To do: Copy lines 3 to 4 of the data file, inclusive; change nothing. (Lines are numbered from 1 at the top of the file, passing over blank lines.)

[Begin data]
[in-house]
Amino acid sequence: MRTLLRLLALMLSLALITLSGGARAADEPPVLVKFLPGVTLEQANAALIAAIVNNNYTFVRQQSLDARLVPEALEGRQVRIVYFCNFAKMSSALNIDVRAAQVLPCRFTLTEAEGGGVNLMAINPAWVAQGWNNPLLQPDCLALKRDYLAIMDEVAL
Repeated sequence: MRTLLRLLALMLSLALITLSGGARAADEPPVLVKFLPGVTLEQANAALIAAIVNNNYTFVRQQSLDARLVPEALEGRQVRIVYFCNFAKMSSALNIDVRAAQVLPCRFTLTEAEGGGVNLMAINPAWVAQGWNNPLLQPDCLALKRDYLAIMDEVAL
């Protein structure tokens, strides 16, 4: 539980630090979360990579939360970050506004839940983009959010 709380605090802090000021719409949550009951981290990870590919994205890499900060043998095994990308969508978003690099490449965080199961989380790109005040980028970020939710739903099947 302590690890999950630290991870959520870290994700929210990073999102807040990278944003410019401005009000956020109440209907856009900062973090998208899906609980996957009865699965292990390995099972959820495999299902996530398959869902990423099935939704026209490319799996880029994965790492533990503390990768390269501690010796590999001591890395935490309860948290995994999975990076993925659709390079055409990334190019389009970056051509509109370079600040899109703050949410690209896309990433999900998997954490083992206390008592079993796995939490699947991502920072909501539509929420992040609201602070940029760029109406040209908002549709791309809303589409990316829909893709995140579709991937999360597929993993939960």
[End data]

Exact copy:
Repeated sequence: MRTLLRLLALMLSLALITLSGGARAADEPPVLVKFLPGVTLEQANAALIAAIVNNNYTFVRQQSLDARLVPEALEGRQVRIVYFCNFAKMSSALNIDVRAAQVLPCRFTLTEAEGGGVNLMAINPAWVAQGWNNPLLQPDCLALKRDYLAIMDEVAL
């Protein structure tokens, strides 16, 4: 539980630090979360990579939360970050506004839940983009959010 709380605090802090000021719409949550009951981290990870590919994205890499900060043998095994990308969508978003690099490449965080199961989380790109005040980028970020939710739903099947 302590690890999950630290991870959520870290994700929210990073999102807040990278944003410019401005009000956020109440209907856009900062973090998208899906609980996957009865699965292990390995099972959820495999299902996530398959869902990423099935939704026209490319799996880029994965790492533990503390990768390269501690010796590999001591890395935490309860948290995994999975990076993925659709390079055409990334190019389009970056051509509109370079600040899109703050949410690209896309990433999900998997954490083992206390008592079993796995939490699947991502920072909501539509929420992040609201602070940029760029109406040209908002549709791309809303589409990316829909893709995140579709991937999360597929993993939960």